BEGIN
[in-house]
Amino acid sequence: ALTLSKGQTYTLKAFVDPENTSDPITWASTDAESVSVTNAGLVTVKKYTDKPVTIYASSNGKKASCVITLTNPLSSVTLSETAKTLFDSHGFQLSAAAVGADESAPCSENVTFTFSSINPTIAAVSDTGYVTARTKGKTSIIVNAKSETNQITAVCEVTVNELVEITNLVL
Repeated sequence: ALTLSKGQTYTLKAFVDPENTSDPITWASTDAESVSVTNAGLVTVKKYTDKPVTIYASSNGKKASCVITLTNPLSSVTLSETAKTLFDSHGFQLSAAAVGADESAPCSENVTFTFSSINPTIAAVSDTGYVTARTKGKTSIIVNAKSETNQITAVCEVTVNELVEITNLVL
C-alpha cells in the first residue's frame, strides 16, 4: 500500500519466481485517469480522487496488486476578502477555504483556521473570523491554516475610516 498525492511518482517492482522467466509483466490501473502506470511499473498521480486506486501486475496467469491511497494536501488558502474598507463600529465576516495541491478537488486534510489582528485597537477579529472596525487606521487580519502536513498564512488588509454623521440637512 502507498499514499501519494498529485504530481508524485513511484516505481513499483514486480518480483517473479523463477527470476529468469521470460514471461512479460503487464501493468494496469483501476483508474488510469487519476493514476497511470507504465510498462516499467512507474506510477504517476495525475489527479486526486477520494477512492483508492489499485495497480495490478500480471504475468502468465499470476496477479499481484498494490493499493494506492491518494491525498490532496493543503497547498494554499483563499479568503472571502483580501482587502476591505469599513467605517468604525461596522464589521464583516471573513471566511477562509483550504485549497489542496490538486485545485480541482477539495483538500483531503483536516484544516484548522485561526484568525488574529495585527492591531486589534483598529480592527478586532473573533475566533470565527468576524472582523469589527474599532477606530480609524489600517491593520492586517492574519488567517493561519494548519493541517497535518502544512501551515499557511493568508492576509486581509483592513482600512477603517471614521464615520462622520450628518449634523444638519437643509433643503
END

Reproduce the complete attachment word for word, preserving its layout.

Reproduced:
[in-house]
Amino acid sequence: ALTLSKGQTYTLKAFVDPENTSDPITWASTDAESVSVTNAGLVTVKKYTDKPVTIYASSNGKKASCVITLTNPLSSVTLSETAKTLFDSHGFQLSAAAVGADESAPCSENVTFTFSSINPTIAAVSDTGYVTARTKGKTSIIVNAKSETNQITAVCEVTVNELVEITNLVL
Repeated sequence: ALTLSKGQTYTLKAFVDPENTSDPITWASTDAESVSVTNAGLVTVKKYTDKPVTIYASSNGKKASCVITLTNPLSSVTLSETAKTLFDSHGFQLSAAAVGADESAPCSENVTFTFSSINPTIAAVSDTGYVTARTKGKTSIIVNAKSETNQITAVCEVTVNELVEITNLVL
C-alpha cells in the first residue's frame, strides 16, 4: 500500500519466481485517469480522487496488486476578502477555504483556521473570523491554516475610516 498525492511518482517492482522467466509483466490501473502506470511499473498521480486506486501486475496467469491511497494536501488558502474598507463600529465576516495541491478537488486534510489582528485597537477579529472596525487606521487580519502536513498564512488588509454623521440637512 502507498499514499501519494498529485504530481508524485513511484516505481513499483514486480518480483517473479523463477527470476529468469521470460514471461512479460503487464501493468494496469483501476483508474488510469487519476493514476497511470507504465510498462516499467512507474506510477504517476495525475489527479486526486477520494477512492483508492489499485495497480495490478500480471504475468502468465499470476496477479499481484498494490493499493494506492491518494491525498490532496493543503497547498494554499483563499479568503472571502483580501482587502476591505469599513467605517468604525461596522464589521464583516471573513471566511477562509483550504485549497489542496490538486485545485480541482477539495483538500483531503483536516484544516484548522485561526484568525488574529495585527492591531486589534483598529480592527478586532473573533475566533470565527468576524472582523469589527474599532477606530480609524489600517491593520492586517492574519488567517493561519494548519493541517497535518502544512501551515499557511493568508492576509486581509483592513482600512477603517471614521464615520462622520450628518449634523444638519437643509433643503